A new wholesale broadband provider in Arkansas hopes to set a leading example for how electric cooperatives in the rural US can increase bandwidth and save costs by collaborating on middle-mile fiber delivery.
Diamond State Networks (DSN) is a collective of 13 electric co-ops from across the state of Arkansas that are uniting to deliver wholesale fiber broadband. All in, the cooperative networks' 50,000 miles of fiber will cover 64% of Arkansas and reach 1.25 million rural Arkansans. The goal for DSN is to serve 600,000 residences and businesses in Arkansas in the next few years, with over 250,000 locations already deployed. (You can see a network coverage map here.)
Named in a press release, the 13 member cooperatives include: OzarksGo, Clay County Connect, Farmers Electric Cooperative, Petit Jean Fiber, Enlightened by Woodruff Electric, NEXT Powered by NAEC, Wave Rural Connect, Arkansas Fiber Network (AFN), Four States Fiber Internet, empower (delivered by Craighead Electric), MCEC Fiber, South Central Connect and Connect2First.
According to Doug Maglothin, DSN's director of operations, the company still expects to add "a couple more cooperatives" to that list. (The state of Arkansas has 17 electric co-ops, served by a central entity called the Arkansas Electric Cooperative Corporation.)
The collective of co-ops that form DSN are at different phases of their service delivery journey. Some, like Farmers Electric, are in the early planning stages. OzarksGo – the subsidiary of Ozarks Electric Cooperative – is furthest along and nearing 40,000 subscribers. Indeed, Maglothin referred to Ozarks Electric CEO Mitchell Johnson as the "visionary" for DSN, who saw the need for the state's electric co-ops to get involved with broadband delivery in 2015 and 2016.
But as electric co-ops began entering the space in 2017 and 2018, "pretty quickly, you find out how difficult and expensive it can be to buy connectivity to the global Internet," said Maglothin. It was "from that necessity" that the plan for DSN was born.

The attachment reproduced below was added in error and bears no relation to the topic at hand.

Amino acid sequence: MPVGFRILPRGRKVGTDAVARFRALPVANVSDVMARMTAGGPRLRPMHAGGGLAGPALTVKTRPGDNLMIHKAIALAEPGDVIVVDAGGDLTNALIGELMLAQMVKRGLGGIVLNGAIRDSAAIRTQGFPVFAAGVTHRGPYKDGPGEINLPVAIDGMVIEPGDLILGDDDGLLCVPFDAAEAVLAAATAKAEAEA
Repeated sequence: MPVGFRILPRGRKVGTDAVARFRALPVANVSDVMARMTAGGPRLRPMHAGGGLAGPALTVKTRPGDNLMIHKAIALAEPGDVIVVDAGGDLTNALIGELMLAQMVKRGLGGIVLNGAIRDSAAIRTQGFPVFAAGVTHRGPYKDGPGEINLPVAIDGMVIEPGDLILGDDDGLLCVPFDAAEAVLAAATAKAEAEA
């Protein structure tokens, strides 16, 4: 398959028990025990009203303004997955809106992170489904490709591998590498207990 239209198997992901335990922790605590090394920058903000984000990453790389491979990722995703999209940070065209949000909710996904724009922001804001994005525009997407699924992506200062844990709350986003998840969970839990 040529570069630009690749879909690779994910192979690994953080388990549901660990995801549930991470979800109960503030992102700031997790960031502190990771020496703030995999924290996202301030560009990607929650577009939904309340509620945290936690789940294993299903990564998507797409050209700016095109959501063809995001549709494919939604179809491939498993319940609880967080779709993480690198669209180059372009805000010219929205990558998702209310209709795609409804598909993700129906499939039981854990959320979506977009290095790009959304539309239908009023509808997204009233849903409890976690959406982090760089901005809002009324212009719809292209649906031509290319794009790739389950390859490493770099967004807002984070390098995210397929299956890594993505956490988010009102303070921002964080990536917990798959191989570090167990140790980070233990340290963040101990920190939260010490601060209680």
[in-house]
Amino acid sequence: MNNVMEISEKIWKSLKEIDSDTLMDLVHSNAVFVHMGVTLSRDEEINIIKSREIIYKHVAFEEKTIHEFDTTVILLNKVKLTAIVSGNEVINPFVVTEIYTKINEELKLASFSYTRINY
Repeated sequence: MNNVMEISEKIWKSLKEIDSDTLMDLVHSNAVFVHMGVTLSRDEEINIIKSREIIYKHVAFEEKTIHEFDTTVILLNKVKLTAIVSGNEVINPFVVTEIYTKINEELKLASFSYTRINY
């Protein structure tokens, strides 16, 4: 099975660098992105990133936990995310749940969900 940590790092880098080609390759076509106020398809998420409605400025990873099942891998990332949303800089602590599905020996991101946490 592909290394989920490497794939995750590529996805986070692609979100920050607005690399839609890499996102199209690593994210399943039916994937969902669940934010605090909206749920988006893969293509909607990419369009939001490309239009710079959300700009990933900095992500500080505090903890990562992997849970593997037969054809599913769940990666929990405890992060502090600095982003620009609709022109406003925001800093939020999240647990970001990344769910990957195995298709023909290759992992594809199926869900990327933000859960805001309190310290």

'A beacon' for other states
While the consolidated electric cooperative model is unique for the broadband space, other states and communities are deploying broadband as collectives or partners. That includes Utopia Fiber's municipal, open access fiber delivery network in Utah as well as California's planned open-access statewide middle-mile network. And this week, a group of rural telcos and an electric cooperative in Indiana announced plans to launch HoosierNet, a "multi-year, multi-million-dollar" statewide fiber network.
Maglothin said DSN is collaborating with other states looking for a similar solution and that Diamond State has "kind of become a beacon for cooperative middle mile," as it offers a model that allows electric co-ops to control their costs.
"The more bandwidth you grow, the more content you collect, the more powerful your voice is in negotiating pricing to get to these big anchor points for your network," said Maglothin. "So we feel like there's a potential future for cooperative companies working together like this where we become one of the largest bandwidth aggregators probably in the country."
The 13 member co-ops are investing more than $1.66 billion in fiber infrastructure for DSN. According to Maglothin, less than 20% of that funding is from federal and state grants. But he expects that DSN will be eligible for Broadband Equity, Access, and Deployment (BEAD) and Middle Mile grant funding, federal programs worth $42.45 billion and $1 billion, respectively.
According to Broadband.Money, a platform connecting local providers and networks with funding opportunities, Arkansas is estimated to receive $1.4 to $1.6 billion for broadband through the Infrastructure Investment and Jobs Act (IIJA). But those numbers are still to be determined by federal broadband mapping data that officials say will be released later this year.
Notably, while existing FCC broadband data is widely understood to undercount the digital divide in the US, a recent presentation by the Broadband Development Group at the Arkansas Rural Connect Broadband Forum revealed that the state's broadband gap may now be smaller than the FCC's count shows. While federal data puts Arkansas' digital divide at 250,000 households or 21% of the population, BDG's analysis brought that to 209,000 households (17%).
Maglothin attributes this increase in broadband access to the work electric co-ops have done in recent years. "It's because of the rapid onset of cooperative fiber being pushed out," he said.
For this reason, and with more funding coming down through the BEAD program, Maglothin thinks that Arkansas can go from being among the lowest-ranked states in the US for connectivity to the highest.
While that may seem audacious, he says, it's also a matter of survival.
"My family all hails from small towns where, when the local factory closed down, you know, the town really suffered. Or when the military base closed down, the town almost went extinct," he said. "And I think that future is possible in the absence of broadband for our small communities. I think they barely stand a chance to exist in ten years."
— Nicole Ferraro, site editor, Broadband World News; senior editor, global broadband coverage, Light Reading. Host of "The Divide" on the Light Reading Podcast.